“When you think about an illness like depression, studies have shown reduced functioning in some brain areas, increased functioning in others. The brain is out of balance in terms of its functional levels,” says Colleen Loo, a psychiatrist at the University of New South Wales who uses rTMS to treat people with depression. “And rTMS can stimulate the brain electrically and then correct those excitability levels over time.”
Even with only modest success in using rTMS to treat depression, researchers like Loo and Abraham Zangen, a researcher at Ben Gurion University, are championing the use of rTMS to treat other disorders including OCD, ADHD, and even addiction.
“The brain is a complex organ that regulates so many things. Depression is one kind of syndrome. But there are so many others including psychosis, OCD, and addiction,” says Loo. “The ability to stimulate different parts of the brain using different stimulation parameters gives you great flexibility to investigate TMS’ therapeutic usefulness in quite a large number of different psychiatric disorders.”
Early studies have shown some promise in addiction. In the April 2009 issue of Addiction, Zangen and colleagues demonstrated that 10 daily rTMS sessions, focused on the left dorsolateral prefrontal cortex (DLPFC), reduced both cigarette consumption and craving in chronic smokers, even when presented with smoking-related pictures. More recently, Jed Rose, a researcher at Duke University, found that the repeated delivery of TMS to the superior frontal gyrus instead increased craving for cigarettes. This study was published in the Oct. 11, 2011 issue of Biological Psychiatry.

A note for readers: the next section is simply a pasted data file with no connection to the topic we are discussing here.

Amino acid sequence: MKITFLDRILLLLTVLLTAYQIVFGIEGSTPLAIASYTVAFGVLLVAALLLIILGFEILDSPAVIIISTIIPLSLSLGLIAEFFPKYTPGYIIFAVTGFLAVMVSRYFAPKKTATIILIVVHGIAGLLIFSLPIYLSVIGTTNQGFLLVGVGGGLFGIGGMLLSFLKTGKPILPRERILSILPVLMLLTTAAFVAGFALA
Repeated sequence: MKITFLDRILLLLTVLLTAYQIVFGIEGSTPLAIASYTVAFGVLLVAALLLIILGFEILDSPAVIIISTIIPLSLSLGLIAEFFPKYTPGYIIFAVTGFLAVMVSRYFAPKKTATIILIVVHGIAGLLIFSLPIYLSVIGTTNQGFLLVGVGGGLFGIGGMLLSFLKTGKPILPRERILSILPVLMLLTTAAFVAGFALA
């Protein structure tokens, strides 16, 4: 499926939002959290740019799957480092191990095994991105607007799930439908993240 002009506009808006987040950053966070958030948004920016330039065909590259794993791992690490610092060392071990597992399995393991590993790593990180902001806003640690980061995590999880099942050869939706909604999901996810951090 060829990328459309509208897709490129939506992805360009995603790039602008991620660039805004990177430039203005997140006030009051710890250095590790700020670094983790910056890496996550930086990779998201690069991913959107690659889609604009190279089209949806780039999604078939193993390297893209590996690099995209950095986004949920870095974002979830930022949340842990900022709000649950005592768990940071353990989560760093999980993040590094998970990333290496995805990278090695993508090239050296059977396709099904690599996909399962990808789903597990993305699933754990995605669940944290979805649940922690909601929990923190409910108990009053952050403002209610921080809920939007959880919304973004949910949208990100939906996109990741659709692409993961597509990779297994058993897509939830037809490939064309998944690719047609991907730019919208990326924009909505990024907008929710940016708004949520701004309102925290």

Both studies were preliminary—and Zangen acknowledges that the effect in his study did not last for long. “We did not really get long-term abstinence in that study, which is what you want when treating addiction” he says. “But the results were promising.” His lab is testing different locations as well as timing and frequency patterns of TMS in cigarette smokers, and the early data suggest that some of them may promote kicking the habit for good.
Zangen is enthusiastic about TMS’ possible therapeutic uses. “Based on the neuroplasticity concept, TMS—depending on the stimulation parameters, the coil configuration and location—can be used for therapy. It is not one tool, because each coil and each stimulation sequence is actually targeting a different circuit or chemical. It can be many tools, and something that may possible help treat many, many disorders.”
Pascual-Leone agrees but cautions that we should also do more research to understand how exactly TMS is working its effects—down to the molecular level of the affected neurons. “There is a huge need for mechanistic studies that really clarify how TMS’ effects come about,” he says. “Before we understand how viable this tool is for all these different treatments, and how to best optimize it to help patients, we need better insight into what is happening at every level.”